In physics we assume that the total amount of energy in the universe is constant. This means that energy can’t be created from nothing and it won’t just magically disappear.
In physics the work-energy theorem says that the change in energy is equal to the amount of work done.
The initial fusion process in any star (regardless of mass) is going to be hydrogen fusion. Specifically this is the proton-proton chain.
The first of three parts for the proton-proton chain is the fusion of two individual protons to form deuterium. Remember that deuterium is one of the isotopes of hydrogen. A deuterium nucleus has one proton and one neutron.
The second part is where a third proton is added and a helium-3 nucleus is made. Now this is an isotope of helium
The third part is where two helium-3 nuclei fuse together and form a helium-4 nucleus. This is the most stable isotope of helium.
The overall result is that after a star forms and develops a significant plasma core, hydrogen fusion begins and produces both helium-4 and excess energy (in the form of photons). The star holds on to the helium that was made and releases the excess energy into the environment.
Does the star have an infinite amount of hydrogen (fuel)? No
This means that eventually the core will no longer be able to sustain hydrogen fusion in this way. This means that one of three things must happen:
1) More hydrogen is added to the core
2) The fusion relocates to where there is more hydrogen
3) The fusion ceases
For the purposes of this class (and most astrophysics) a star is considered to be a sphere that is spherically symmetric.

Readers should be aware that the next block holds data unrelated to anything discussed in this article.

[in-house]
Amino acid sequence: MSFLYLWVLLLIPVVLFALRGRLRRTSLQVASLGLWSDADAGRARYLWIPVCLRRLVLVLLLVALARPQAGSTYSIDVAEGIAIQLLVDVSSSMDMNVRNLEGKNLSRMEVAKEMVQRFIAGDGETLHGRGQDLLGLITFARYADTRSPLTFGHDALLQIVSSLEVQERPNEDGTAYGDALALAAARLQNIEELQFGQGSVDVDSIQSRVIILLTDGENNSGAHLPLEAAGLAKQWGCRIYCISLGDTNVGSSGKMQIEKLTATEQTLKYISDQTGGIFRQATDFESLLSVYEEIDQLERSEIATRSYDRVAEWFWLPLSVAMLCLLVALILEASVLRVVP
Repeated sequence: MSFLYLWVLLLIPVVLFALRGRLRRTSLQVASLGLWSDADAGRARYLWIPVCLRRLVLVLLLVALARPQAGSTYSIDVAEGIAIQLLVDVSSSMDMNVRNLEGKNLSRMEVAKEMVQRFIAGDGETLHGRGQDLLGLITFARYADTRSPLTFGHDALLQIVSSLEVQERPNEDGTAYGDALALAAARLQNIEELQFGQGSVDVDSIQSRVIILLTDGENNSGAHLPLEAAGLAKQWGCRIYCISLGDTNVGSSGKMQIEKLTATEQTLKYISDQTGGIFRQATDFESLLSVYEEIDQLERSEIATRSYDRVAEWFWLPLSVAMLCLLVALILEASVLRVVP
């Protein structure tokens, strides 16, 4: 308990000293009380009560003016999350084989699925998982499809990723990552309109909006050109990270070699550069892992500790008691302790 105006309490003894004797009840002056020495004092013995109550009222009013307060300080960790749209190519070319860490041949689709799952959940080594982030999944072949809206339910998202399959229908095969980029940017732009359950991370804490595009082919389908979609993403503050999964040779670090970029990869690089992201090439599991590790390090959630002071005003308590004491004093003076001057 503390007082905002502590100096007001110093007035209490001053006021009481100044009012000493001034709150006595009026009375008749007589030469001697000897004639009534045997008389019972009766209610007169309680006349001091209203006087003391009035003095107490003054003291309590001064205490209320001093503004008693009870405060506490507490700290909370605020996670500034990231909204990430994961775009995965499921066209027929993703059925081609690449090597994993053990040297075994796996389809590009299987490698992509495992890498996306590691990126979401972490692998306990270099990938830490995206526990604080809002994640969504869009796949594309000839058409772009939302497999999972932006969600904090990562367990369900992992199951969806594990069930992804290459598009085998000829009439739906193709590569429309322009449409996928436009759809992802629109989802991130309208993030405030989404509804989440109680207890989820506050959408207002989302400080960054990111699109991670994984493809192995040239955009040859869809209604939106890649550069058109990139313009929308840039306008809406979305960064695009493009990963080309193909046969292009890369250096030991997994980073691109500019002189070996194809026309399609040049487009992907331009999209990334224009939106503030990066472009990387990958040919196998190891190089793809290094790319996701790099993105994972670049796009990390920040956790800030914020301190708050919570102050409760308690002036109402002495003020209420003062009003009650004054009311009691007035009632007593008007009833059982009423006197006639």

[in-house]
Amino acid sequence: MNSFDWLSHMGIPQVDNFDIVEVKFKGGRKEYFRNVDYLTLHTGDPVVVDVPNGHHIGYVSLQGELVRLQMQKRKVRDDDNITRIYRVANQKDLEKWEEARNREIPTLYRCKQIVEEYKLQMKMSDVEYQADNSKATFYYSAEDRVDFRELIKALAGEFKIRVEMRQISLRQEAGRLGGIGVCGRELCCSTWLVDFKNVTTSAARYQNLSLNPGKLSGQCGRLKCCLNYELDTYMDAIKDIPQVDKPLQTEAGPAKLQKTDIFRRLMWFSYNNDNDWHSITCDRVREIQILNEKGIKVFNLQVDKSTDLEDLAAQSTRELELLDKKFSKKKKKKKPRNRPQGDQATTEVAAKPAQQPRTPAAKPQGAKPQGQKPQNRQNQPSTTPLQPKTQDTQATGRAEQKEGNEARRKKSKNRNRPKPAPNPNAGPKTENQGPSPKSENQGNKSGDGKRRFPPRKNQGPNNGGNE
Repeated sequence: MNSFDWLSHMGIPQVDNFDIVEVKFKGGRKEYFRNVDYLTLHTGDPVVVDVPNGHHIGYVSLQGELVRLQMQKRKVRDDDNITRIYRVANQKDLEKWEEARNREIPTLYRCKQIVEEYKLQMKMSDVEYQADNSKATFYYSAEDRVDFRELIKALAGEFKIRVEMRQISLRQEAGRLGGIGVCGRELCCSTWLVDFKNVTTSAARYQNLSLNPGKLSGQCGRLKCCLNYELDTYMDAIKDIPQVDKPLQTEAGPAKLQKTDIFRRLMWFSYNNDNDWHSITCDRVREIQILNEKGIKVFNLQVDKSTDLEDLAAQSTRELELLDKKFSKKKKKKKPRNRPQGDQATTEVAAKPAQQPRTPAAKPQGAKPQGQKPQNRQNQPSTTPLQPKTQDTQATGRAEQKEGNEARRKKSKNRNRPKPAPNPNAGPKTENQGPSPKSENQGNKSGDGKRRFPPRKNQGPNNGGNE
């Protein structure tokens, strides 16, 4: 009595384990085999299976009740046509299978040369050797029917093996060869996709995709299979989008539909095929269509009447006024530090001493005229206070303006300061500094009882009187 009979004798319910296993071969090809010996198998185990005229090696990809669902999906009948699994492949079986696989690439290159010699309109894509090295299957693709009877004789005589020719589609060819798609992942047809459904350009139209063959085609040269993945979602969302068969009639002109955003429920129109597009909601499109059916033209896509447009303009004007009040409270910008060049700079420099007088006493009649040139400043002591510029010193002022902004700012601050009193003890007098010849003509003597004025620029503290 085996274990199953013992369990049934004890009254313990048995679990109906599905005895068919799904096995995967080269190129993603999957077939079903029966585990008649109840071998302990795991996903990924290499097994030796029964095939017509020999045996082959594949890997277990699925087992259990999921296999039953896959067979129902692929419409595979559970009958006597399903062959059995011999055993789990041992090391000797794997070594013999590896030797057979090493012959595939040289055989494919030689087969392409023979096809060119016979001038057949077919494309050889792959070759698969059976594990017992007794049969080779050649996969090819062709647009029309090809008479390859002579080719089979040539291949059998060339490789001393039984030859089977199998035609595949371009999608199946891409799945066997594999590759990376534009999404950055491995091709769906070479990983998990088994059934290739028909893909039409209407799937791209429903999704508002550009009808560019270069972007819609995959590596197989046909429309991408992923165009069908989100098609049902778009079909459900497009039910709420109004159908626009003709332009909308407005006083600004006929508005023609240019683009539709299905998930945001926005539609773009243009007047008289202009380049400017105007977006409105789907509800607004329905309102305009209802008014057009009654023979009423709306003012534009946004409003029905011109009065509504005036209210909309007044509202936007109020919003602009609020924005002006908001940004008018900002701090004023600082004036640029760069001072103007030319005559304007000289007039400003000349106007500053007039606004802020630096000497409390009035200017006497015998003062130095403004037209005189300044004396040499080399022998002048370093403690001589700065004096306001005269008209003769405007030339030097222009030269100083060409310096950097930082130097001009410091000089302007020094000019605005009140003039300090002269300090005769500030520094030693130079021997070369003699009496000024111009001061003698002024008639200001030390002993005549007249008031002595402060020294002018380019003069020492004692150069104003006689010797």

An object that is spherically symmetric can be considered as a collection of infinitely thin spherical shells that are concentric.
A consequence of this is that the only variation in the star’s parameters are based on changes in distance from the center (radius).
Given this, once the core can no longer support hydrogen fusion, the fusion relocates to where there is more hydrogen. It moves outward because that is where the hydrogen fusion can take place efficiently.
Why does our sun stay the same size?
Gravity is always trying to make everything smaller. The energy being released by fusion is counteracting this and trying to make the star bigger. Think about this as a continuous outward flow of energy. The reason the star stays the same size is because these two effects are balanced and the star is in equilibrium.
Moving the hydrogen fusion outward means that it is taking place on a larger surface. The fusion process is the same, but there is more of the process occurring. This means that the outward pressure goes up. Gravity has not changed. The end result is that the star gets bigger because it is no longer in equilibrium and the outward pressure is greater than gravity’s ability to try and make the star smaller.
Now that the fusion is making energy and helium, but this fusion is no longer taking place at the core, where does the helium go? The helium is heavier than its surroundings so it migrates toward the core and begins to stockpile